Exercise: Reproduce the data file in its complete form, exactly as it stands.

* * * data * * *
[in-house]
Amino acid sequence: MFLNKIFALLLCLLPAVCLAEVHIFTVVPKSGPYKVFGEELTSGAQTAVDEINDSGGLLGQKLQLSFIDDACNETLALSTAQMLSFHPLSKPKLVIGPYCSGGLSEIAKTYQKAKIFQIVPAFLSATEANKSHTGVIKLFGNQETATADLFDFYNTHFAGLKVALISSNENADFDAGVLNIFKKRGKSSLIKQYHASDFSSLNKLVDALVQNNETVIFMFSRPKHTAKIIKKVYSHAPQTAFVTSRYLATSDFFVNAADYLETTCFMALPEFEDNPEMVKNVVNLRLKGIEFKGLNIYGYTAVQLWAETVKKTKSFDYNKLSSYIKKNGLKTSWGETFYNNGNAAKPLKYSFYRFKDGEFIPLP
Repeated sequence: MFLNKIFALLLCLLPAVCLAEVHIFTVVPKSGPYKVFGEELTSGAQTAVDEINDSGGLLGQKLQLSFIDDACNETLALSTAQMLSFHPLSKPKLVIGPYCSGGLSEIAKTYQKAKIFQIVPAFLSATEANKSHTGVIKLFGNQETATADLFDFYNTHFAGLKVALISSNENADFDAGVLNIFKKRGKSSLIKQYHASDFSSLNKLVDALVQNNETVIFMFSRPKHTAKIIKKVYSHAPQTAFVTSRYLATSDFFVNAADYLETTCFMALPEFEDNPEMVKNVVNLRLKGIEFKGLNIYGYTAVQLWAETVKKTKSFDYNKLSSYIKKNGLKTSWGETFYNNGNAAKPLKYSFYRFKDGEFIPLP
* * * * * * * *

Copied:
[in-house]
Amino acid sequence: MFLNKIFALLLCLLPAVCLAEVHIFTVVPKSGPYKVFGEELTSGAQTAVDEINDSGGLLGQKLQLSFIDDACNETLALSTAQMLSFHPLSKPKLVIGPYCSGGLSEIAKTYQKAKIFQIVPAFLSATEANKSHTGVIKLFGNQETATADLFDFYNTHFAGLKVALISSNENADFDAGVLNIFKKRGKSSLIKQYHASDFSSLNKLVDALVQNNETVIFMFSRPKHTAKIIKKVYSHAPQTAFVTSRYLATSDFFVNAADYLETTCFMALPEFEDNPEMVKNVVNLRLKGIEFKGLNIYGYTAVQLWAETVKKTKSFDYNKLSSYIKKNGLKTSWGETFYNNGNAAKPLKYSFYRFKDGEFIPLP
Repeated sequence: MFLNKIFALLLCLLPAVCLAEVHIFTVVPKSGPYKVFGEELTSGAQTAVDEINDSGGLLGQKLQLSFIDDACNETLALSTAQMLSFHPLSKPKLVIGPYCSGGLSEIAKTYQKAKIFQIVPAFLSATEANKSHTGVIKLFGNQETATADLFDFYNTHFAGLKVALISSNENADFDAGVLNIFKKRGKSSLIKQYHASDFSSLNKLVDALVQNNETVIFMFSRPKHTAKIIKKVYSHAPQTAFVTSRYLATSDFFVNAADYLETTCFMALPEFEDNPEMVKNVVNLRLKGIEFKGLNIYGYTAVQLWAETVKKTKSFDYNKLSSYIKKNGLKTSWGETFYNNGNAAKPLKYSFYRFKDGEFIPLP